Alopecia Areata Hair Loss Cause Symptom & Treatments: Alopecia hair loss is an autoimmune disease that causes hair loss; it completes baldness, Nu Hair of TX guide how to get your hair back. This information is not a substitute for the medical advice, diagnosis, or treatment of a health care provider and or examination and assessment of a patient’s specific and unique circumstances.
Alopecia Areata Disease
Learn What is alopecia areata?
Alopecia Areata is a progressive autoimmune skin disease. According to the National Alopecia Areata Foundation:
- Men, women, and even children experience this autoimmune condition.
- It affects more than 7 million Americans and approximately 2.1 percent of the world population.
- People of all ages and ethnic backgrounds are affected by Alopecia Areata baldness.
- Scientists believe that the cause is partially genetic.
Alopecia Areata Condition
Are you losing your hair?
- Commonly it begins as isolated patchy of hair loss, usually in one or more coin-sized patches.
- The hair shaft becomes smaller in size and hair regrowth cycle slows down. Result is no new hair growth and complete hair fall.
- But for some, there is a total hair loss on the head, face, and all body areas.
- This autoimmune disease is highly unpredictable. The hair may or may not grow back.
- With some patients, hair grows back but may fall out again later. For others, the hair regrows, and the alopecia areata condition never recurs.
Types of alopecia areata
- Alopecia areata: It is the most common form is, with coin-sized bald patches on the scalp or other areas of the body
- Alopecia Totalis: Extensive and total hair loss of the scalp
- Alopecia Universalis: Alopecia Universalis is a universal loss of all body hair, including eyelashes, eyebrows, and pubic hair.
Evaluation & Treatments
What causes alopecia areata?
- the body’s immune system attacks its healthy hair follicles but scientists don’t know the exact cause why alopecia disease occurs.
- It most often occurs in people who have a family history of other autoimmune conditions, such as rheumatoid arthritis, thyroid disease, or lupus.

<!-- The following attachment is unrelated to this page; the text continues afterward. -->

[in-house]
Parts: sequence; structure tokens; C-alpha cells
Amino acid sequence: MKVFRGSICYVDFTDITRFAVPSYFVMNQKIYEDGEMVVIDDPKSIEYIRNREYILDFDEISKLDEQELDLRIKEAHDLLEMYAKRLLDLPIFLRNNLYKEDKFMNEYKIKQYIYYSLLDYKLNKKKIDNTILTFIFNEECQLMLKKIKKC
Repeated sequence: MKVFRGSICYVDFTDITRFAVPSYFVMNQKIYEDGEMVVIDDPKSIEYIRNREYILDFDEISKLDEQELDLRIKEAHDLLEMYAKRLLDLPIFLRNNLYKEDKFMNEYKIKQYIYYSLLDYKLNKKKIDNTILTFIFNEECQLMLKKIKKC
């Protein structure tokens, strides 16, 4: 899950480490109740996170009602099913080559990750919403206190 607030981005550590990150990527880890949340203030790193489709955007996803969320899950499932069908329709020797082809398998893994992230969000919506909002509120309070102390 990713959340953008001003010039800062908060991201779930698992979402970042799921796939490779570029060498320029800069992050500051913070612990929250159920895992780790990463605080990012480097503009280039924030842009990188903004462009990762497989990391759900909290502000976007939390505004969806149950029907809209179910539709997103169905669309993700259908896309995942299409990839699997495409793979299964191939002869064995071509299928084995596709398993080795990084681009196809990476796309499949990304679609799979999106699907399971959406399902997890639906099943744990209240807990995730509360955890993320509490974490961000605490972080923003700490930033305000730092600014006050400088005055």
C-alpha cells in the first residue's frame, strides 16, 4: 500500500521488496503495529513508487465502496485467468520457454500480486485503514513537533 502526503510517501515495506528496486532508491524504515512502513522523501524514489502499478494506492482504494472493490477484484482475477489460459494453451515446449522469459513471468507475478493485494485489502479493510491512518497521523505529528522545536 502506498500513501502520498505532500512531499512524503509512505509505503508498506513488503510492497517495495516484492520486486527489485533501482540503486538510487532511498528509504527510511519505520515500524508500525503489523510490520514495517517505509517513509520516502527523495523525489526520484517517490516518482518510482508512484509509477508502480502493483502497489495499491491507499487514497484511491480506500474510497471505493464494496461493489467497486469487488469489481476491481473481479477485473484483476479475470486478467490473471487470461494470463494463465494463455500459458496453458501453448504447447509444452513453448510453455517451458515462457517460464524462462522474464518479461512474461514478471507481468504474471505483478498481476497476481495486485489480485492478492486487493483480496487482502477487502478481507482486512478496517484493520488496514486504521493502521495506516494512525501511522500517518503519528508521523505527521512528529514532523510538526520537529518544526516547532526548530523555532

- Alopecia areata and thyroid disease are frequently associated.
- Researchers debate if a specific unknown genes may contribute to the development of this condition.
- Scientists believe that the cause is partially genetic. However, both parents must contribute several specific genes for their child to develop.
- Environmental factors may also contribute to the condition.
Treatment of Alopecia Areata
- Oral and multiple injectable anti-inflammatory medications, like steroid hormone or Cortisone stimulate hair growth
- Corticosteroids injections or topical lotions
- Hair growth medications like Minoxidil
- Medical wigs & hairpieces
It takes about four weeks for new hair growth to become visible. Side effects of injections may be mild swelling, pigment change, or small indentations in the skin that go away. How to cope with your hair loss?
Living with hair loss
3 Easy Care & Protection Tips
- Protect yourself and use sunscreens for all exposed areas.
- Use sunglasses to protect the eyes from the excessive sun and dust if hair loss is evident on the eyebrows or eyelashes.
- Cosmetic alternatives, such as hair replacements, hairpieces, or wigs, can help cover and protect the scalp from the sun.
Living with hair loss can be challenging. Remember that you are not alone. Nu Hair of Texas offers the MEp90 laser treatments. Studies done with the MEp90 and approved by the FDA have been proven in clinical studies to promote measurable new hair growth for Androgenetic Alopecia. It may help in your case, especially if your hair starts growing out again.
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